FIG. 2 shows an IC 200 in accordance with some embodiments of the invention. It generally comprises at least one IC die 102 electrically coupled to a substrate 204 having a region 206 with one or more embedded inductors in accordance with embodiments disclosed herein. While IC 200 shows only a single die 202, it could comprise a number of additional dies and may perform a variety of functions. For example, in some embodiments, it comprises one or more power converter circuits, such as the circuit described below, using one or more inductors from the embedded inductor region 206.

FIG. 3 shows a multi-phase “buck” type switching power converter with novel inductors 304, configured in accordance with some embodiments. The depicted converter generally comprises a controller (also sometimes referred to as a pulse width modulator) 302 coupled to driver switches (or switches) S1 to SN, which in turn are coupled to inductors, L1 to LN, and capacitor C to generate a regulated DC output voltage Vout. Typically, the depicted converter is used to “step down” a DC voltage, Vin, supplied to switches S1 to SN, to a smaller, regulated DC voltage Vout.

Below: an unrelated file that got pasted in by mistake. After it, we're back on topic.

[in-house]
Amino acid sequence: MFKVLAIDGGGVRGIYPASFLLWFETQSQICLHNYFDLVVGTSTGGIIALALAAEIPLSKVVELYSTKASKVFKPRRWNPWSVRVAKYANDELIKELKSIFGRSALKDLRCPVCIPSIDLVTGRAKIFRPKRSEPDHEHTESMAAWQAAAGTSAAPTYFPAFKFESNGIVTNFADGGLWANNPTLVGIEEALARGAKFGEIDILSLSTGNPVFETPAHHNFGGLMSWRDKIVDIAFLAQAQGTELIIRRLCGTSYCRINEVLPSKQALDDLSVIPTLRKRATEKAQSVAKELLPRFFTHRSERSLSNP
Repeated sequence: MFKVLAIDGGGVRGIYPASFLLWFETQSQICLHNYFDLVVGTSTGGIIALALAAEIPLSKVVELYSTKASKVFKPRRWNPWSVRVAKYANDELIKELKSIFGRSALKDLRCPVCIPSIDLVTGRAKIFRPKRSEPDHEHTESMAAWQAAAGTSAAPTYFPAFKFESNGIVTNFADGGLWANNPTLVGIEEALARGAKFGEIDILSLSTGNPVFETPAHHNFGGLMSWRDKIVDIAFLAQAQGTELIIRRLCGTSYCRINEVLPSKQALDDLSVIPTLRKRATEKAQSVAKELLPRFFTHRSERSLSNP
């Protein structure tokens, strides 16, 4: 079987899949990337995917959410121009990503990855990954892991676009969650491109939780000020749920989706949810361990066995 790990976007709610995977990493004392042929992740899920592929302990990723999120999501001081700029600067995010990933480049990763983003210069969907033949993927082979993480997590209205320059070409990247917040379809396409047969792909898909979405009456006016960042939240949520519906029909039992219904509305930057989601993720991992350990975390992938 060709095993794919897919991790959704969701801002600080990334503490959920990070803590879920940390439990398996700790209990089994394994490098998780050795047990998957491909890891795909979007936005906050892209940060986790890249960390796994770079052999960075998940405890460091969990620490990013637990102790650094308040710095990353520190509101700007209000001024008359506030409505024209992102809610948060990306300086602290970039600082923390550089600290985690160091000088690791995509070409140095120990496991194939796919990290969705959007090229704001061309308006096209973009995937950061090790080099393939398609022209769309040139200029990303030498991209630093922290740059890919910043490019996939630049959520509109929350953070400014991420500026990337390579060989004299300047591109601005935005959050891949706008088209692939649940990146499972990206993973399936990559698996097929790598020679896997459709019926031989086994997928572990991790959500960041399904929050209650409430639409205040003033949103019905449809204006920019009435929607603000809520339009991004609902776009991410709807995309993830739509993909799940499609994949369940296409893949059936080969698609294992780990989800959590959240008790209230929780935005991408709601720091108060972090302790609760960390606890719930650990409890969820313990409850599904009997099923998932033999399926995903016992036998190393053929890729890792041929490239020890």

Controller 302 generates trigger signals applied to the switches. Each switch produces a pulse train voltage signal ranging between the applied input value (Vin) and the low-side reference (VSS). The pulse train signal produced from each switch is applied to an input of an associated inductor. The duty cycle of an applied pulse train signal generally determines the magnitude of the voltage generated at the output of the inductor (Vout).